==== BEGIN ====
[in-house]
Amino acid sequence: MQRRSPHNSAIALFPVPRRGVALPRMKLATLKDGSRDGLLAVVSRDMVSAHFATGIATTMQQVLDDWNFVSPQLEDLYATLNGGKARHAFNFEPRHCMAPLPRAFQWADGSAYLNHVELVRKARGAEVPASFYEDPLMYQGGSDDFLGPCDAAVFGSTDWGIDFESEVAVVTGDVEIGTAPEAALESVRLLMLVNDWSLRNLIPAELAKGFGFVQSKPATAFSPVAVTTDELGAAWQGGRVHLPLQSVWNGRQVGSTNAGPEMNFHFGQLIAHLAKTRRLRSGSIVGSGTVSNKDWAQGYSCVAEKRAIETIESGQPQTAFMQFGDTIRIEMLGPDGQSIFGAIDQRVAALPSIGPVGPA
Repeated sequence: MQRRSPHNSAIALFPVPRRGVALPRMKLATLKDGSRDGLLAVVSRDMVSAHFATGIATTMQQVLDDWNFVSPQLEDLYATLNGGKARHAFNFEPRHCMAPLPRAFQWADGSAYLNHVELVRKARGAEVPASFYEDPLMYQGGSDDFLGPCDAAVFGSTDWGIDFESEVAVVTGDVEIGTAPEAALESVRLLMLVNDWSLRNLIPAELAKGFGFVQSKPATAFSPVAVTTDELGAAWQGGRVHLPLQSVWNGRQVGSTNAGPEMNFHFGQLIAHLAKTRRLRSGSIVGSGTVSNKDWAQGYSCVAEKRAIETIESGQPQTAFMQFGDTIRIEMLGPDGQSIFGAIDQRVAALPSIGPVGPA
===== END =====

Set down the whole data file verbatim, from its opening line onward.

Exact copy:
[in-house]
Amino acid sequence: MQRRSPHNSAIALFPVPRRGVALPRMKLATLKDGSRDGLLAVVSRDMVSAHFATGIATTMQQVLDDWNFVSPQLEDLYATLNGGKARHAFNFEPRHCMAPLPRAFQWADGSAYLNHVELVRKARGAEVPASFYEDPLMYQGGSDDFLGPCDAAVFGSTDWGIDFESEVAVVTGDVEIGTAPEAALESVRLLMLVNDWSLRNLIPAELAKGFGFVQSKPATAFSPVAVTTDELGAAWQGGRVHLPLQSVWNGRQVGSTNAGPEMNFHFGQLIAHLAKTRRLRSGSIVGSGTVSNKDWAQGYSCVAEKRAIETIESGQPQTAFMQFGDTIRIEMLGPDGQSIFGAIDQRVAALPSIGPVGPA
Repeated sequence: MQRRSPHNSAIALFPVPRRGVALPRMKLATLKDGSRDGLLAVVSRDMVSAHFATGIATTMQQVLDDWNFVSPQLEDLYATLNGGKARHAFNFEPRHCMAPLPRAFQWADGSAYLNHVELVRKARGAEVPASFYEDPLMYQGGSDDFLGPCDAAVFGSTDWGIDFESEVAVVTGDVEIGTAPEAALESVRLLMLVNDWSLRNLIPAELAKGFGFVQSKPATAFSPVAVTTDELGAAWQGGRVHLPLQSVWNGRQVGSTNAGPEMNFHFGQLIAHLAKTRRLRSGSIVGSGTVSNKDWAQGYSCVAEKRAIETIESGQPQTAFMQFGDTIRIEMLGPDGQSIFGAIDQRVAALPSIGPVGPA